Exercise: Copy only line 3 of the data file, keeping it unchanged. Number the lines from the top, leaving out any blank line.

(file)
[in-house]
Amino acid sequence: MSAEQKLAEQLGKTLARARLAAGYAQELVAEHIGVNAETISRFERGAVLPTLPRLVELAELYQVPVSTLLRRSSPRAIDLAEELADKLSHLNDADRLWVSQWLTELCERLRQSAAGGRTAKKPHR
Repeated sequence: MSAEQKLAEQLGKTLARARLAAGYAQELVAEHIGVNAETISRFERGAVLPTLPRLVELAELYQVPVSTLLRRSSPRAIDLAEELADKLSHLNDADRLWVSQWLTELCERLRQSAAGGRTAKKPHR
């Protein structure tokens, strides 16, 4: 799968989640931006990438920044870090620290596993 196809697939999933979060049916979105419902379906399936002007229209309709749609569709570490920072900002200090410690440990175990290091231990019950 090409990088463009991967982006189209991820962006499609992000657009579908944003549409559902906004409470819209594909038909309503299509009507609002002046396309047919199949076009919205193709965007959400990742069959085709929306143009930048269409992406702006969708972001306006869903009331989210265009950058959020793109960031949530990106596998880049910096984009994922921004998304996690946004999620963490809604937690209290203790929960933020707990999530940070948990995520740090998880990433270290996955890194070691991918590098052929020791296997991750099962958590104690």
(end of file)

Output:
Repeated sequence: MSAEQKLAEQLGKTLARARLAAGYAQELVAEHIGVNAETISRFERGAVLPTLPRLVELAELYQVPVSTLLRRSSPRAIDLAEELADKLSHLNDADRLWVSQWLTELCERLRQSAAGGRTAKKPHR